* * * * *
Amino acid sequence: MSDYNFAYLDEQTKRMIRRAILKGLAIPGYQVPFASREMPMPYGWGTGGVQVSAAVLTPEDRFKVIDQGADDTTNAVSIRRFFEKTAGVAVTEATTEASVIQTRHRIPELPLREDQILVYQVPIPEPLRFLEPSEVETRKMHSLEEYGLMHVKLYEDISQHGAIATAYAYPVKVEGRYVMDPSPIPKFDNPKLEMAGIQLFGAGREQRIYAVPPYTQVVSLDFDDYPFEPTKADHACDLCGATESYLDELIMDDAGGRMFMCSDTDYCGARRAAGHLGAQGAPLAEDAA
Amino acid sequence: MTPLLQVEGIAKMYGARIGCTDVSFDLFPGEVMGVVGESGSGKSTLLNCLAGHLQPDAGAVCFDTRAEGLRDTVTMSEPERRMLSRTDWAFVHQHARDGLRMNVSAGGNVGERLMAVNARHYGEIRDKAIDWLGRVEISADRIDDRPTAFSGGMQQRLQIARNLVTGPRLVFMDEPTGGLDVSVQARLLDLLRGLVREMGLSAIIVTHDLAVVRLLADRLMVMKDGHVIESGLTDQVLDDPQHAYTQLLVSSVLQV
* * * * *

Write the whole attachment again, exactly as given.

Amino acid sequence: MSDYNFAYLDEQTKRMIRRAILKGLAIPGYQVPFASREMPMPYGWGTGGVQVSAAVLTPEDRFKVIDQGADDTTNAVSIRRFFEKTAGVAVTEATTEASVIQTRHRIPELPLREDQILVYQVPIPEPLRFLEPSEVETRKMHSLEEYGLMHVKLYEDISQHGAIATAYAYPVKVEGRYVMDPSPIPKFDNPKLEMAGIQLFGAGREQRIYAVPPYTQVVSLDFDDYPFEPTKADHACDLCGATESYLDELIMDDAGGRMFMCSDTDYCGARRAAGHLGAQGAPLAEDAA
Amino acid sequence: MTPLLQVEGIAKMYGARIGCTDVSFDLFPGEVMGVVGESGSGKSTLLNCLAGHLQPDAGAVCFDTRAEGLRDTVTMSEPERRMLSRTDWAFVHQHARDGLRMNVSAGGNVGERLMAVNARHYGEIRDKAIDWLGRVEISADRIDDRPTAFSGGMQQRLQIARNLVTGPRLVFMDEPTGGLDVSVQARLLDLLRGLVREMGLSAIIVTHDLAVVRLLADRLMVMKDGHVIESGLTDQVLDDPQHAYTQLLVSSVLQV